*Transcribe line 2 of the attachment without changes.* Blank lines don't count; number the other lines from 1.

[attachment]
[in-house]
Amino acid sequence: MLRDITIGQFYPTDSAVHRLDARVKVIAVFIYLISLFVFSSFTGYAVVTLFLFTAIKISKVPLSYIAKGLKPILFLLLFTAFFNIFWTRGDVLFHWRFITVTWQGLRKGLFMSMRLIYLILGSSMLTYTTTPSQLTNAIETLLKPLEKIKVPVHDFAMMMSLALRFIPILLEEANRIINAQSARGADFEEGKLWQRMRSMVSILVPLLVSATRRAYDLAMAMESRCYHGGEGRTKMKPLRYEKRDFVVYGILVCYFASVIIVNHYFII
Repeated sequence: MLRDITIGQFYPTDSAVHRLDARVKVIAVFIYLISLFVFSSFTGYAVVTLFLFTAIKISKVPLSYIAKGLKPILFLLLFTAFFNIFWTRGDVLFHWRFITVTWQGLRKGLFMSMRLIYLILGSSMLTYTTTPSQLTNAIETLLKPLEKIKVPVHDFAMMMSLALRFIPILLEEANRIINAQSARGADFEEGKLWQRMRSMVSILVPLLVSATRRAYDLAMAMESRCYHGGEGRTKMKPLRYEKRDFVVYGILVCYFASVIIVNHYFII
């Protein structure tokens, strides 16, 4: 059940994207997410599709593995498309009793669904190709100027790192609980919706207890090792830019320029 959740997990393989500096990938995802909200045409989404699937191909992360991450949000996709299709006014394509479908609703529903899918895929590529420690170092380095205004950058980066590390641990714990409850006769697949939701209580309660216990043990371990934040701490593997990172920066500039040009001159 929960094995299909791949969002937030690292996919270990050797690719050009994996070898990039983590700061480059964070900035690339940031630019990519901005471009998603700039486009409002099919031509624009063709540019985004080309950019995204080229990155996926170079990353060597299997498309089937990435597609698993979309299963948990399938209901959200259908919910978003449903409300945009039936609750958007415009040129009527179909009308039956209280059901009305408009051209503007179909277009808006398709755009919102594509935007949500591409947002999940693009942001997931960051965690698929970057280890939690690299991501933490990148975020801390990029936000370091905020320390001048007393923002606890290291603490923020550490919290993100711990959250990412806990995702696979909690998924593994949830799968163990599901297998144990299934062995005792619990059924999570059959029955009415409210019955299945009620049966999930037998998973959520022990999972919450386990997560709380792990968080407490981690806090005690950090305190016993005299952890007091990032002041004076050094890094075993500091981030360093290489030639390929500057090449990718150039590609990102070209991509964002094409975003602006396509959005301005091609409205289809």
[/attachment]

Amino acid sequence: MLRDITIGQFYPTDSAVHRLDARVKVIAVFIYLISLFVFSSFTGYAVVTLFLFTAIKISKVPLSYIAKGLKPILFLLLFTAFFNIFWTRGDVLFHWRFITVTWQGLRKGLFMSMRLIYLILGSSMLTYTTTPSQLTNAIETLLKPLEKIKVPVHDFAMMMSLALRFIPILLEEANRIINAQSARGADFEEGKLWQRMRSMVSILVPLLVSATRRAYDLAMAMESRCYHGGEGRTKMKPLRYEKRDFVVYGILVCYFASVIIVNHYFII